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GENDER & DANCE

(1998) Guest Editorial - 'Gender and Dance' 
In: Dance Forum Autumn/March
Australian Dance Council ACT

Peter Stock, Organiser of Stamping Ground


To introduce this edition, which includes articles about some elements of maleness and dance, I draw on my 30-year dance background and experience as the organiser of an annual male-driven dance festival.

For activists and the scholarly, the themes of dance and maleness are a treasure trove. In the wider cultural context the same themes might be regarded as a thinking person's nightmare. Consider the statement that 'dance permits males to get in touch with their feminine side...' or the situation when I asked a dancewomen whether her boys would be attending dance classes. ‘They wouldn't be interested,’ she tinkled. ‘Have you asked them?’ I challenged. The glint in the gate-keeper's eye said it all.

Hostile attitudes to male dance are endemic in the wider cultural setting and are no secret to dancemen and boy students. In Australia, theirs is amongst the most denigrated of vocations for males. Professional dancewomen also know about similarly demeaning attitudes. Ironically, dance builds strong character and elite physicality– qualities which otherwise the public values to the point of adulation.

The issues surrounding male dance in the studio seem fairly minor compared to some of the bigotry which rages in the outer world. One issue is the shortage of dancemen who commit to teaching. Another is getting male students into the studio. Once there, teachers can, and frequently do, successfully accommodate men and boys who want to dance. Tony Geeve's article (page ?) makes some useful observations and draws attention to certain gender imperatives pertinent to women teaching males.

The past two years have seen me involved as the organiser of Stamping Ground. It's an annual action arts festival focussed on male-driven dance. The event creates awareness of issues and ideas about maleness and dance and gives opportunity for all people, and especially men and boys, to link in a gathering which celebrates the creative and physical attributes of movement.

Aside from a broad program of workshops, forums and performance events it presents a range of rituals and ceremonies such as an Aboriginal dreaming exchange and paint-up, and, at the most recent Stamping Ground last January, a medicine wheel sweat lodge. The impact of these ancient ceremonies underscores a general hunger for meaningful knowledge, affirmation and communal nourishment. The importance of ritual as a way to impart these qualities (especially to young adults) and its function as 'social glue' is not well understood in our culture. Another presentation, Pathway to Manhood, also provided important information and gist for reflection. Several parents recognised that their sons were responding to such experiences at Stamping Ground and stayed for 14 days rather than the few they’d originally planned.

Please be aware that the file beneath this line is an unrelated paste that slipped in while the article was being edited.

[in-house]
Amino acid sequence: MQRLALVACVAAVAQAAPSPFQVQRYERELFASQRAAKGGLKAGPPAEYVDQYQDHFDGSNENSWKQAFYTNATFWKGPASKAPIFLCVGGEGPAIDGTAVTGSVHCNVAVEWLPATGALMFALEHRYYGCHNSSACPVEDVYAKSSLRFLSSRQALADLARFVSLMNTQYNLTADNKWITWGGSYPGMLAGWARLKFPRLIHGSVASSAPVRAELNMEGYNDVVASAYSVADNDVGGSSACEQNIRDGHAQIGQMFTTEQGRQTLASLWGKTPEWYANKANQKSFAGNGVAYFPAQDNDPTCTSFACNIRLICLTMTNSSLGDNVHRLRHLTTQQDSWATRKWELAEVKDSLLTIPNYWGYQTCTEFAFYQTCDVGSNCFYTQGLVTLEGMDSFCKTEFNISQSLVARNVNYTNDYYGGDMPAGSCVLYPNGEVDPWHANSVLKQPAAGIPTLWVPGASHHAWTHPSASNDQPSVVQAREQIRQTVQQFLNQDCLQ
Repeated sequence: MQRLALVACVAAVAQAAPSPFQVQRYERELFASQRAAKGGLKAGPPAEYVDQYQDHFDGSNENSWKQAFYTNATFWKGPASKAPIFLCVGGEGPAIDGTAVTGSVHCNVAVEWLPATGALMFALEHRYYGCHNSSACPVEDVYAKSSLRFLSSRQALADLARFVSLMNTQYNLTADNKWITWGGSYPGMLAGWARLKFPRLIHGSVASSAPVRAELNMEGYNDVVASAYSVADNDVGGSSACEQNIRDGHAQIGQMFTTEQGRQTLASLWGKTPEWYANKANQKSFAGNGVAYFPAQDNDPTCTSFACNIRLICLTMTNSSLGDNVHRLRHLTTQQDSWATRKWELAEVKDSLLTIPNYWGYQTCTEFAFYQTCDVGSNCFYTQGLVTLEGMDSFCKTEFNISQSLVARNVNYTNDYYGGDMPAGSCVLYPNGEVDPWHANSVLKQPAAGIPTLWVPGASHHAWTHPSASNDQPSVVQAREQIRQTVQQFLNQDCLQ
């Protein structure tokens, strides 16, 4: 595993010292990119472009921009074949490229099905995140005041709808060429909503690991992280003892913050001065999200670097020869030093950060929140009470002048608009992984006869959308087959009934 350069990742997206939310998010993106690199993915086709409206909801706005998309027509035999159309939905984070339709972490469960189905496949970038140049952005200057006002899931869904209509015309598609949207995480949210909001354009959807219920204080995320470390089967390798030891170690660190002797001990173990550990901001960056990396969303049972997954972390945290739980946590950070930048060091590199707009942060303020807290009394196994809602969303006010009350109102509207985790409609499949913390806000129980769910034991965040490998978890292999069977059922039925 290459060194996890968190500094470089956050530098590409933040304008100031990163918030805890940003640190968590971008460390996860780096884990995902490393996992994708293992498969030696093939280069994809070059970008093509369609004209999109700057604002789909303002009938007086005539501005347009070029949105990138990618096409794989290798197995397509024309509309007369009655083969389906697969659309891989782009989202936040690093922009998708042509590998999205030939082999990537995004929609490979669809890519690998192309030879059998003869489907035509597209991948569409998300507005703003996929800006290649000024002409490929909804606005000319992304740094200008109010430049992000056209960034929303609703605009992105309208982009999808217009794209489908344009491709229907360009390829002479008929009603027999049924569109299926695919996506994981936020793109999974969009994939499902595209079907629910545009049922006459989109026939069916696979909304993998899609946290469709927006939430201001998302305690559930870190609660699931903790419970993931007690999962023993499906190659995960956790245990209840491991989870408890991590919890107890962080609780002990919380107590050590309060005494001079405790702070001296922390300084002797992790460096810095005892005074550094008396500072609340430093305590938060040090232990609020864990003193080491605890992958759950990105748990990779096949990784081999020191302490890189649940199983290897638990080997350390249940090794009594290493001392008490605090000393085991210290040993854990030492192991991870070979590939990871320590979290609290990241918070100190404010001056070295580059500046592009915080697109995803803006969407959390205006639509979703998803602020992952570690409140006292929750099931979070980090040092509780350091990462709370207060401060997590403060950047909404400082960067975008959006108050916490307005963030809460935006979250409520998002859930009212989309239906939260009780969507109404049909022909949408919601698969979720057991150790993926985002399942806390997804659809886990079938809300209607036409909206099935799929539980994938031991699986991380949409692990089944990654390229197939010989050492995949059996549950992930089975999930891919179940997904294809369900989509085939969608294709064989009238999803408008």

Stamping Ground is giving rise to more issues, ideas and curiosities than it has so far been able to explore. Nevertheless it has attained some wonderful victories such as development of new creative alliances and initiation of other projects. At last month's event 12 Koori youths attended along with a good sprinkling of other strong-minded lads. Few had Anglo-Celtic surnames. 240 participants came from far and wide, an increase of 100% on the inaugural event. The high attendance rate shows that it's possible to fly in the face of irrational cultural censorships, grubby innuendo, indifference and scorn. It’s worth noting that in the organisational role I have too frequently encountered these attitudes in the dance and arts establishment, the mens’ movement and dance & mainstream media (ABC, aside). Nevertheless, it is these hostilities which validate Stamping Ground's importance.

It seems to me there's not much truth about these days. The arts are soft and self-obsessed, crippled by funding addiction and politically useless. Artmakers have failed to counter-attack the insidiousness of corporatism and few are guiding the people to the sacred current where individual and collective poetries are contributed to the great narrative of life. This is the place of the creative spirit and central to the human dance. Fortunately for the bulk of dance enthusiasts (albeit principally girls), this special space happens every Saturday in the little hall on the corner, independent of patronage and much external control.

To me, there are two principal missions for dance. They are retaining ownership of our art and community spaces by making them more useful, and advocating creative enrichment for the children, especially in our education systems and especially for boys, who have their innate enthusiasm for music and dance stolen from them at a tender age. Fortunately though, boys don't actually stop needing or making a dance. In a survey of about 700 male secondary students conducted a few years back by Maggie Sietsma, Director of Expressions Dance Company, it was found more than 80% of those youths dance in private.

Dance is as old as social history, even if for ‘modern’ males it is still in the closet!

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